Playing the guitar and traveling are two of life’s greatest pleasures. They’re just not always easy to do at the same time.
The very thought of bringing my favorite guitar on a plane gives me anxiety. Traveling by car or bus isn’t much better. Let’s face it, these instruments are bulky and cumbersome when you’re out on the road.
This is where the travel guitar comes in. In this Enya Nova Go review, I’ll go over one great option that I’ve recently discovered. The Enya Nova Go is a half-sized guitar with a zero fret design and some interesting build materials.
We’ll start by taking a look at four criteria; the design, quality, tone and overall value.
Enya Nova Go Guitar Review
- Less expensive carbon fiber acoustic guitar
- It's impervious to temperature and humidity change
- The body of Nova Go is 1/2 sized (35 in.)
- Zero Fret feature is added for smoother tuning
Transitioning from anticipation to hands-on experience, let’s delve into the Enya Nova Go‘s features, uncovering its performance, unique attributes, and how it fares against its competition.
1. Construction and Design
How much the wood type affects the tone of an electric guitar is a hotly debated topic. When it comes to acoustics, however, it’s a settled matter. The wood makes all the difference. What’s interesting in this case is that the model is a carbon fiber guitar with a polycarbonate neck.
I was concerned that this would lead to a lifeless sound, but thankfully, I was wrong. In fact, I was quite surprised by the sound this acoustic guitar produced.
Bracing and Body
This carbon fiber guitar has a single-cutaway design. Its shape is similar to a Les Paul guitar. The Enya Nova Go has a round edged body that’s comfortable against your torso, whether you’re standing or sitting.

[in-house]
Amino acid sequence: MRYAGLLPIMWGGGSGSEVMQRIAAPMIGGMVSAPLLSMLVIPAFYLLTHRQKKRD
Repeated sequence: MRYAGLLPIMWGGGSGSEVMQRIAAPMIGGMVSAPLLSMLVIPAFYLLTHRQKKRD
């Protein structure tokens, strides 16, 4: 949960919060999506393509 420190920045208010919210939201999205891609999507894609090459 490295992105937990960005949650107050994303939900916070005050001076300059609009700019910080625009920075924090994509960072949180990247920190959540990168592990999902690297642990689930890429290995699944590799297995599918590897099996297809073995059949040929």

The body has a one-piece construction. Even the saddle is molded in, as opposed to being its own separate piece. The overall length of the guitar is 35 inches with a scale length of 23.125 inches.
Being made of carbon fiber, this guitar doesn’t require the extensive bracing on the inside that you’d find in a wood acoustic. I suspect this will make the instrument durable, as there’s less that could go wrong, or come unglued, in the future.
There are three slim sound holes on the front, with another on the top of the instrument. While I’m certain it gives the guitar more projection, I’m not sure how I feel about the placement. By leaning the wrong way, you can inadvertently cover that top sound hole up.
Neck and Headstock
The polycarbonate material in the neck means stability. I can’t tell you how many times I’ve gone from my home to a gig, only to find that the neck shifted and I needed a quick truss-rod adjustment.
The change in climate while traveling can play havoc on a guitar. This is one advantage to a travel instrument being crafted from man-made materials instead of the traditional tone woods.